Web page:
|The Treasure Chest
The left-facing corner on the right side of the Treasure Chest, Gritty Kitty is a comfortable lead for those learning to trad climb. The gear placements are surprisingly solid for sandstone and there are plenty of rests along the way.
Gear up to 5 inches and a 2 bolt top anchor up top.
BETA PHOTO: View from wave-breaking rock
|By Avery Worthing-Jones|
Sep 22, 2003
Fun warm up. Great hands and feet the whole way up. Not a lot to say here, just your standard sandstone ladder.
|By lars johnson|
From: San Francisco, CA
Aug 20, 2005
Steve Bosque and I climbed this route and several other trad lines at Salt Point back in the mid to late 1970's. It was our ethic to never use any fixed pro or even chalk! I remember looking at the wall to the left of "Gritty Kitty" and thinking that someday someone much better than we were would do this climb.Hats off to the new wave of bold sea cliff climbers.I do have some concern about the proliferation of bolts and their longterm safety.Any bolt placed in sandstone is suspect, but then add salt water and you have a recipe for disaster.They may look good on the outside, but behind the scenes insidious rot is occuring. As climbers we want to leave a legacy of beautiful and creative routes that will stand the test of time.I'm already seeing rusty stubs sticking out of parts of sentinal rock. We as climbers need to guard how others [ie the rangers and public] perceive us or our priviledge may be taken from us.We always felt that Salt Point was a cherished and sacred place, once home to Pomo Indians.It was our ethic to leave no trace. My sense is that existing and future efforts could easily be toproped, but of course these are the futile ravings of a senile old man.The coarse but porous nature of the rock will show our prescence long after we are gone if we tread heavily.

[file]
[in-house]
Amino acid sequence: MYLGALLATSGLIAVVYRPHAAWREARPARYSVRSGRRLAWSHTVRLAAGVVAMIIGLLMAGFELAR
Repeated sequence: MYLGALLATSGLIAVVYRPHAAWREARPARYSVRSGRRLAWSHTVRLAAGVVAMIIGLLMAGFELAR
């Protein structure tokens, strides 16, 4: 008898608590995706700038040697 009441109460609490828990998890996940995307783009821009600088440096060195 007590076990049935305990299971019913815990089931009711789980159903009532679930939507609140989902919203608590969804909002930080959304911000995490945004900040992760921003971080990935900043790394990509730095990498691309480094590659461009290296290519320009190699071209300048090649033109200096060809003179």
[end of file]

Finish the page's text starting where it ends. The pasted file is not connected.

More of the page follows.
By the way, "Gritty Kiity" was originally named "Spread Eagle" and clocked in at 5.8. But then in EB's with hexes it might have been!I'll try to find an old slide of this route and scan it. I remember being scared shitless as the tide was crashing over the belay.